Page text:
Impact of GST on the Energy Sector of India

Power sector

India staged a decision to implement GST (unified Good and Services Tax), which was proposed almost 30 years ago, after obtaining nod from both the upper and lower houses.  The uniform tax is helpful for the tax payers across the nation. The new tax law considering including Countervailing duty, VAT, luxury tax, service tax, octroi, and the entry taxes levied by the state governments. The GST is proposed to be levied on the total consumption instead of the production. According to Mr. Arun Jaitely, Finance Minister (India), the GST prevents tax evasion and ensures easy transfer of services and goods across India.

It is one of the modern and significant tax reforms affecting economics and production. The implementation of GST is aimed to replace the taxes imposed by various taxes. It eliminates multiple taxes imposed by the states and the good and services will be cheaper. So, it helps to develop a common market in India.

The GST is classified into CGST and SGST where the former will be collected by the Union Government and the later will be collected by the respective state government. The proposed tax structure is similar to the dual tax structure being followed in Canada.  Therefore, the Central Government imposes and governs CGST whereas the state government implements and governs the SGST considering the place of origin and place of supply etc. Apart from eliminating exemptions, the new GST structure widens the tax base.           

Impact on Power and Renewable

Renewables

Currently, the renewable energy sector is enjoying tax incentives including tax holiday on earnings for a   period of 10 years, concessions on customs duties and excise etc. These incentives will come to    an end   with the implementation of unified good and services tax.  Therefore, implementation of GST increases the cost of renewable energy. The Solar off Grid costs is forecasted to increase by 16 to 20%. The cost of Solar PV Grid Installations will see an increase of 12 to 16%. The cost of establishing wind energy projects will increase by 11 to 15%. It badly hits the investors in renewable energy. However, the state and Central Governments will continue the incentives to encourage renewable energy usage. Implementation of GST ensures Seamless Movement of Goods across the nation.

OIL & GAS

According to analysts, the implementation of GST will negatively affect the oil and gas sector. The GST will not cover five petroleum products including aviation turbine fuel, natural gas, crude, petrol, and diesel for few years initially. However, it covers naptha, kerosene, and LPG. According to E&Y’s tax partner – Mr. Abhishek Jain, the oil and gas industry will have to comply with both GST and the current tax practices. So, it creates an inflationary effect on the overall economy. For instance, refineries will pay the GST on machinery, plant and services at the time of procurement. However, the refineries won’t get credit against the VAT and ED that will be levied on Diesel and Petrol.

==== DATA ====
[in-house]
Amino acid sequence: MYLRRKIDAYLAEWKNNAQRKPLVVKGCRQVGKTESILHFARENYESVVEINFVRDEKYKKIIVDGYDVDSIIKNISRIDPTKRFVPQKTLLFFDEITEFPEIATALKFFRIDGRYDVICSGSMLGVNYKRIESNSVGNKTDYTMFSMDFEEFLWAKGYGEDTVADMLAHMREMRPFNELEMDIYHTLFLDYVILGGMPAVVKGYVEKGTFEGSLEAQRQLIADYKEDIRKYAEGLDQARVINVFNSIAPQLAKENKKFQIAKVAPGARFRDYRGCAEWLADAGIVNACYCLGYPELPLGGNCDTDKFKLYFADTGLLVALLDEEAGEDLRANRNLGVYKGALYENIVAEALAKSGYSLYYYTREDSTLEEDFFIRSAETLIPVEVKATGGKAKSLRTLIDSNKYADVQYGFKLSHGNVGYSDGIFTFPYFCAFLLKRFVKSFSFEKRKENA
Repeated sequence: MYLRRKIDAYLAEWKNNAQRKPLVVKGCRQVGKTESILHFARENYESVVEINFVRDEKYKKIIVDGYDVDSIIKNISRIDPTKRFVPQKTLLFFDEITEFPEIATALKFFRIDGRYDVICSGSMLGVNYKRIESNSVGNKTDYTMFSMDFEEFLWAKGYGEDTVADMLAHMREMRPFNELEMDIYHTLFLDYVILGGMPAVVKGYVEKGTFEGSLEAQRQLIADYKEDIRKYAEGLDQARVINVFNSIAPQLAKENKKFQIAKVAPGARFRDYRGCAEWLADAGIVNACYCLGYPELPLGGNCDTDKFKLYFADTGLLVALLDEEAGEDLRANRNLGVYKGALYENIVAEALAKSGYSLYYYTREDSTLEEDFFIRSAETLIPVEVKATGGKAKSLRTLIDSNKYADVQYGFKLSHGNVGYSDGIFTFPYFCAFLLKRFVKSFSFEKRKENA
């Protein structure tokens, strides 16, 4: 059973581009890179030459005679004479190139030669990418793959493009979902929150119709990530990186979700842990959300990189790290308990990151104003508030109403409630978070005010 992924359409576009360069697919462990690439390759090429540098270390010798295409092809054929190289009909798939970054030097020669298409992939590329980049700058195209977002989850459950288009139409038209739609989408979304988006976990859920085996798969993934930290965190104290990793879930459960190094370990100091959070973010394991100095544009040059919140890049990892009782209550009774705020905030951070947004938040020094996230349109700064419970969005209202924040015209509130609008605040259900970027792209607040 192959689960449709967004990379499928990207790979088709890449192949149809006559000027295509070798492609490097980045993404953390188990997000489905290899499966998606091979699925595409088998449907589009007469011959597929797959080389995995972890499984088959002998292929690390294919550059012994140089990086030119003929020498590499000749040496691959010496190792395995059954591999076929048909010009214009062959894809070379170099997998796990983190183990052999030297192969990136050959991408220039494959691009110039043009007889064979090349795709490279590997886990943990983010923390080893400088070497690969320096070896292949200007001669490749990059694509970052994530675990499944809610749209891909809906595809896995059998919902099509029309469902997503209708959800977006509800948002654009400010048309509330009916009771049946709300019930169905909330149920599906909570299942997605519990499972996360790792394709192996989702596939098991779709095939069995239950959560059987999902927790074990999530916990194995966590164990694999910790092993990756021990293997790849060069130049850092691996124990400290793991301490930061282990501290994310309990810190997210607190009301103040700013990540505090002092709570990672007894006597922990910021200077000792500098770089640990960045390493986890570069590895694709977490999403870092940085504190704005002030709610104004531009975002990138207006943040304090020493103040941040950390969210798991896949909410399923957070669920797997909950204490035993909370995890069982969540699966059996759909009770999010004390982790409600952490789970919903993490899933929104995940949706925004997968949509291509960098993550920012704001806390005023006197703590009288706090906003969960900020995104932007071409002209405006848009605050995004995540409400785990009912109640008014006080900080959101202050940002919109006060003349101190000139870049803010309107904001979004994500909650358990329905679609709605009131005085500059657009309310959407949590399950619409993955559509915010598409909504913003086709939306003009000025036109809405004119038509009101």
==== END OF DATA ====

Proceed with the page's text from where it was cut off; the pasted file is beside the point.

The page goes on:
ELECTRICAL EQUIPMENT

Implementation of GST will positively benefit the electrical and the lighting sectors. These two sectors will greatly benefit from reduction in taxes. According to Motilal Oswal, a reputed brokerage firm, the indirect taxes on electrical and lighting industries will be reduced to 18% from the present 29 to 30%. The brokerage is upbeat on Light Electricals sector with the implementation of GST. The tax reductions will be passed on to the clients.

GST AND POWER SECTOR

Power is vital for the manufacture of capital goods as well as services. However, the tax structure for this sector is not yet rationalized. It is time to rationalize the tax structure for this sector. The current scenario for the power sector is not so bright. This sector is currently enjoying CENVAT exemption or concessional rates at the federal level. As a result, the sector is not fortunate for the input tax credits. Hence, the taxes are included in the power equipment costs. The sector is not benefitting from the tax credits with respect to the VAT imposed on the inputs by the state.

Cumulative Impact of the Taxation:

The use of power as an intermediate input increases the cost of power distribution and generation. Therefore, expensive power reduces the competitiveness of Indian Industry in the International arena. The implementation of GST is expected to solve the issue by ensuring input tax credits.  The suggestions for the power sector by the 13th Finance commission are given below:

  1. The GST should subsume the duties levied by the state on electricity.
  2. The power segment should be an integral part of the GST on which both the state and Central governments will have control.
  3. The tax structure for this sector should be similar to other goods.
  4. It also favored amendment of the articles288 and 278 of the constitution for levying GST on the supply of power to the government.

Conclusion:

The power sector is to be covered in the scheme of GST. It should pave the way for tax credits for the power sector. As a result, the cost of power generation and distribution will come down considerably. It improves the competitiveness of the Indian industry. It empowers the Indian Industry to compete in the global arena.

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